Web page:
20190927 - fog

20210218 - snow

20190421 - clean


Additional details about the machinery of collecting particle monitor telemetry at LBTO can be found at ParticleMonitoringSoftware

Telemetry (converted to CSV format) looks like this:

time_stamp, tai_offset,locations->selected_loc, laser_ok,
+sample_interval,volunits->selected_units, sample_volume, pt_3um_counts,
+pt_5um_count, 1um_count, 5um_count, 10um_count, 25um_count

Weather Display

The overhead weather display now includes the particle monitor plot along with warning states. The particle monitor plot rotates with the NWS weather plot. The warning states are as follows:

  • Yellow if 3+ samples in last 10 samples reading 5+ counts (warning state)
  • Red if 3+ samples in last 10 samples reading 10+ counts (error state)






-- JohnHill - 13 Jul 2020
-- JoshWilliams - 30 Jan 2021

I Attachment Action Size Date Who Comment
0-2.jpgjpg 0-2.jpg manage 328 K 30 Jan 2021 - 02:48 JoshuaWilliams warning
0.pngpng 0.png manage 350 K 30 Jan 2021 - 02:48 JoshuaWilliams error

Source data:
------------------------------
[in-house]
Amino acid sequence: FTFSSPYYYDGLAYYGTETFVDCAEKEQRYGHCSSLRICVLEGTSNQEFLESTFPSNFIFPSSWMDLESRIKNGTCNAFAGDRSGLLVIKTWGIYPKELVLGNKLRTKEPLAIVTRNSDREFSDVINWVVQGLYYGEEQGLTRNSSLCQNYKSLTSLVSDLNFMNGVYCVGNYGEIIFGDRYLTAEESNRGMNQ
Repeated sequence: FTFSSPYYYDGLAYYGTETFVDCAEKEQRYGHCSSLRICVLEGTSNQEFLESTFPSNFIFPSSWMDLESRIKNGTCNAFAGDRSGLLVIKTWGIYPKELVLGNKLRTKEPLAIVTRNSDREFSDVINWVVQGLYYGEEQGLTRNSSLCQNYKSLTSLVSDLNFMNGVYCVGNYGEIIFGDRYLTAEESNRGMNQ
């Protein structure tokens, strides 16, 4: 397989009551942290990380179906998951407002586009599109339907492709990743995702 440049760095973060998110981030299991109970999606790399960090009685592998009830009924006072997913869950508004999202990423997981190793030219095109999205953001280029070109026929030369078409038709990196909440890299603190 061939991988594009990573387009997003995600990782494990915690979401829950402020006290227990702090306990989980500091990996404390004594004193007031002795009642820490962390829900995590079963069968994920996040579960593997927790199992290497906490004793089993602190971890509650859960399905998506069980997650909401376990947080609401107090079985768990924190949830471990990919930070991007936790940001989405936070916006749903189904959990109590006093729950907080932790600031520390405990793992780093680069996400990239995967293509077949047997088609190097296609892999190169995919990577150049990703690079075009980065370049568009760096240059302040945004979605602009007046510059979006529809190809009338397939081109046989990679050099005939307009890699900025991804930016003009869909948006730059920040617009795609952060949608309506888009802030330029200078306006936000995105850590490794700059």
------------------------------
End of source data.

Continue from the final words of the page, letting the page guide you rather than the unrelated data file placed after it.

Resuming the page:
pms.20190421jhill.jpgjpg pms.20190421jhill.jpg manage 1 MB 16 Jul 2020 - 20:36 JohnHill 20190421 - clean
pms.20190616jhill.jpgjpg pms.20190616jhill.jpg manage 1 MB 16 Jul 2020 - 20:35 JohnHill 20190616 - baseline levels
pms.20190927jhill.jpgjpg pms.20190927jhill.jpg manage 2 MB 16 Jul 2020 - 20:36 JohnHill 20190927 - fog
pms.20200620jhill.jpgjpg pms.20200620jhill.jpg manage 1 MB 16 Jul 2020 - 23:46 JohnHill 20200620 - smoke saturation
pms.20200627jhill.jpgjpg pms.20200627jhill.jpg manage 1 MB 16 Jul 2020 - 23:45 JohnHill 20200627 - smoke plume
pms.20210218jhill.jpgjpg pms.20210218jhill.jpg manage 1 MB 18 Feb 2021 - 17:06 JohnHill 20210218 - snow
Topic revision: r8 - 18 Feb 2021, JohnHill